About your rent
- When is my rent due?
- How can I pay my rent?
- Help and advice for paying rent
- Housing Benefit and Universal Credit
- Rent Arrears
- Your rent can be paid on the Monday of each week
- Payments can be set up to be paid in two weeks or monthly installments if you would prefer
- It is important that you pay your rent in advance to avoid falling into rent arrears
You can pay your rent using the following methods:
Pay online by using our online payment forms. You will need your Debit Card and account details to hand.
Pay by Direct Debit
You can ask to have Direct Debit payments set up so that rent will be collected automatically from your bank account on the 1st or 15th of each month.
Call us on 03450 455 216 and ask to be sent a 'Direct Debit instruction' to get started.
Pay over phone
You can pay your rent over the phone on our 24-hour payment line, using your Debit or Credit Card.
Simply make sure you have your Debit or Credit card and rent reference number, then call 03450 455218.
Pay at the Post Office or PayPoint Outlet
You can pay at any Post Office or PayPoint outlet using a plastic payment card.
Don't have a payment card? Call us on 03450 455 216 and we can have one sent out to you. Find your nearest branch using the Post Office branch locator.
Other ways to pay your rent
If you wish to pay by Standing Order, Telephone or Internet Banking, our bank details are as follows:
Sort Code: 20-17-68
Account Number: 30466441
Account Name: Rent BACS Account
- You must remember to quote your tenancy reference number every time you pay.
- Also you should allow 3 to 4 days for the payment to reach your account.
Please contact us as soon as there is a problem.
It is important that you pay your rent to uphold your tenancy agreement. Breaking the terms of your tenancy agreement puts you at risk to having legal action taken against you.
We understand that sometimes people do experience difficulties that can affect their finances. If for any reason you are finding it difficult to pay your rent, we can work with you to find answers to what is impacting your finances and prevent any action being taken against you.The sooner we know, the sooner we can take action and the more we can do to help, so don't delay and contact us for help and advice.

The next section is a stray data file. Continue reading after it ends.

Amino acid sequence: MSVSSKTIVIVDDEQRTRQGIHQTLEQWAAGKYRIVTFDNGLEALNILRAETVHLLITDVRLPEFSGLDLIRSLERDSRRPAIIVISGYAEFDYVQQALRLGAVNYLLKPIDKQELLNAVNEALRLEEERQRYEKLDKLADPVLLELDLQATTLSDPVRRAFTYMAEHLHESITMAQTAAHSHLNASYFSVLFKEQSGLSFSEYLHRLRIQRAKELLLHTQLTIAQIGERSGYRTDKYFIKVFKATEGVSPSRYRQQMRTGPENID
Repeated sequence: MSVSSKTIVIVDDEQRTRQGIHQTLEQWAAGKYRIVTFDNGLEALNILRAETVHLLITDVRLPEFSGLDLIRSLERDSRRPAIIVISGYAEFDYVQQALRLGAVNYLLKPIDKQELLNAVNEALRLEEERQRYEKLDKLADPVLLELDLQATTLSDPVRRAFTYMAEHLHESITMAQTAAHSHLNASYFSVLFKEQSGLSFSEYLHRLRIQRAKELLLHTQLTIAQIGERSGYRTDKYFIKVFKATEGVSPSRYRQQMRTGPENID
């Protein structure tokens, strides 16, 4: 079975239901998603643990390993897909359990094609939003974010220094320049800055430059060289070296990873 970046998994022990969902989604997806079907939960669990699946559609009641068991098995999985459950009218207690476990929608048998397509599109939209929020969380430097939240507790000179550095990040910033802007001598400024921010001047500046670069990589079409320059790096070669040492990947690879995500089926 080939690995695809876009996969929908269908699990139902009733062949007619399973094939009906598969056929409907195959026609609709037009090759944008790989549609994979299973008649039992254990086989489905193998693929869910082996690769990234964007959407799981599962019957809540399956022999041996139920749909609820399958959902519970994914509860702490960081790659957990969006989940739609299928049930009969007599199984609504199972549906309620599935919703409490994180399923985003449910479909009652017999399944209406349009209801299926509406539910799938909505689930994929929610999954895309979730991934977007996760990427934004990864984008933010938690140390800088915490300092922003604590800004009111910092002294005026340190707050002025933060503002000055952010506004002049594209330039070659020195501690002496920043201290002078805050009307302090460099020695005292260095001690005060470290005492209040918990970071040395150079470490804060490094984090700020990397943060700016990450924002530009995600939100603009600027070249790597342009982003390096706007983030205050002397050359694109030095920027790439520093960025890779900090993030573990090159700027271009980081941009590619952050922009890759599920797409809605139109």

Below you can find details for advice we offer, and other organizations who can help you.
South Cambs Advice
Telephone: 03450 455 216
Housing Benefit webpages
Telephone: 03450 450 061
Housing Advice webpages
Telephone: 01954 713055
If you are on a low income you may be able to get help with your rent by claiming Housing Benefit or Universal Credit, even if your are in full time employment.
"Should I be claiming Housing Benefit or Universal Credit?"
Most people will need to claim through Universal Credit. You will need to claim Housing Benefit if you are any of the following:
- in a couple and one of you has not reached Pension Credit age
- disabled and have a sever disability premium included in your benefit award
- living in temporary accommodation
- living in accommodation where your landlord provides support - this does not include sheltered schemes owned by the Council.